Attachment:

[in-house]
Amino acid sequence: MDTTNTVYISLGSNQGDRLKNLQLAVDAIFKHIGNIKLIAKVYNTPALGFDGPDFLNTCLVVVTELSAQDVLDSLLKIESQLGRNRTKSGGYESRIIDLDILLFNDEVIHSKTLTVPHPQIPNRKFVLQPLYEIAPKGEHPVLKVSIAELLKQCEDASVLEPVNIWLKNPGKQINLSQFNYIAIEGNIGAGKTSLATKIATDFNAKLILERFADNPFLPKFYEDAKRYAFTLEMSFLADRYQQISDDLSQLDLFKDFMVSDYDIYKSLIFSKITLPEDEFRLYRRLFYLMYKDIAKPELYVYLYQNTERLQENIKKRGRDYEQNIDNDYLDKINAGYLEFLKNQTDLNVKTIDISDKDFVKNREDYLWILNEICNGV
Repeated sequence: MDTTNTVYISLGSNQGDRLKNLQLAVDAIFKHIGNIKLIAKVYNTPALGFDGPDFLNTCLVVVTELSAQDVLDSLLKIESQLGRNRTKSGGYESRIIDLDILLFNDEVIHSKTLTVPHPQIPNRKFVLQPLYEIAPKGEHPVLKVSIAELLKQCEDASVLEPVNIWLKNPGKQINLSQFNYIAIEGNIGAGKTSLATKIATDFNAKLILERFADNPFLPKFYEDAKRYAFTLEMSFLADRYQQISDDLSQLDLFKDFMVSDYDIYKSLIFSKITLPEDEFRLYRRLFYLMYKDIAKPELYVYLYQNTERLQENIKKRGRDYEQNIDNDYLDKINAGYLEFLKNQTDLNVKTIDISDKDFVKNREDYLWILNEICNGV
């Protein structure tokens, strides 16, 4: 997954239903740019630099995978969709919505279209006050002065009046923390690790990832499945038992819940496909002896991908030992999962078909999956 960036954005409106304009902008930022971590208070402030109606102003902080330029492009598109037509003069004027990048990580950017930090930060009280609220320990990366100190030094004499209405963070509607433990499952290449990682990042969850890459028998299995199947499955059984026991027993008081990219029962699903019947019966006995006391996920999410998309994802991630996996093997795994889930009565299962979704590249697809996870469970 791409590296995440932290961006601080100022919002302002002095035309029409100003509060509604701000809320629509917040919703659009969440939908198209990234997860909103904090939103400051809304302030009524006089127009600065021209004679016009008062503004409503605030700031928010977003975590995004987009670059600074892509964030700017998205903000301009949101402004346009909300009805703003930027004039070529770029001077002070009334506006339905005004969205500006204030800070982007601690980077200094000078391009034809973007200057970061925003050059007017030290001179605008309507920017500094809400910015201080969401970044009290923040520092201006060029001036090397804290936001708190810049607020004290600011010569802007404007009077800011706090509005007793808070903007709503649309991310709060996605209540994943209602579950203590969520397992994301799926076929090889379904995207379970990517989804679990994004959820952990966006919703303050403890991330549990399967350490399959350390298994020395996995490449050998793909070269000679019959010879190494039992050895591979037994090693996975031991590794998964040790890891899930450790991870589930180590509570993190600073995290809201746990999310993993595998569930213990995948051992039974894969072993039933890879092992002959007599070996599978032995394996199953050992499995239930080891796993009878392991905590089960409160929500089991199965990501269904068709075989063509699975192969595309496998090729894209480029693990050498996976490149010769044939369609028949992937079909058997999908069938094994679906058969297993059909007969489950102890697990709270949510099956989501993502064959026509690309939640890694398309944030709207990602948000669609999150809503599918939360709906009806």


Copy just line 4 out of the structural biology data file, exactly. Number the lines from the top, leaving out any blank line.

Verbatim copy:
């Protein structure tokens, strides 16, 4: 997954239903740019630099995978969709919505279209006050002065009046923390690790990832499945038992819940496909002896991908030992999962078909999956 960036954005409106304009902008930022971590208070402030109606102003902080330029492009598109037509003069004027990048990580950017930090930060009280609220320990990366100190030094004499209405963070509607433990499952290449990682990042969850890459028998299995199947499955059984026991027993008081990219029962699903019947019966006995006391996920999410998309994802991630996996093997795994889930009565299962979704590249697809996870469970 791409590296995440932290961006601080100022919002302002002095035309029409100003509060509604701000809320629509917040919703659009969440939908198209990234997860909103904090939103400051809304302030009524006089127009600065021209004679016009008062503004409503605030700031928010977003975590995004987009670059600074892509964030700017998205903000301009949101402004346009909300009805703003930027004039070529770029001077002070009334506006339905005004969205500006204030800070982007601690980077200094000078391009034809973007200057970061925003050059007017030290001179605008309507920017500094809400910015201080969401970044009290923040520092201006060029001036090397804290936001708190810049607020004290600011010569802007404007009077800011706090509005007793808070903007709503649309991310709060996605209540994943209602579950203590969520397992994301799926076929090889379904995207379970990517989804679990994004959820952990966006919703303050403890991330549990399967350490399959350390298994020395996995490449050998793909070269000679019959010879190494039992050895591979037994090693996975031991590794998964040790890891899930450790991870589930180590509570993190600073995290809201746990999310993993595998569930213990995948051992039974894969072993039933890879092992002959007599070996599978032995394996199953050992499995239930080891796993009878392991905590089960409160929500089991199965990501269904068709075989063509699975192969595309496998090729894209480029693990050498996976490149010769044939369609028949992937079909058997999908069938094994679906058969297993059909007969489950102890697990709270949510099956989501993502064959026509690309939640890694398309944030709207990602948000669609999150809503599918939360709906009806």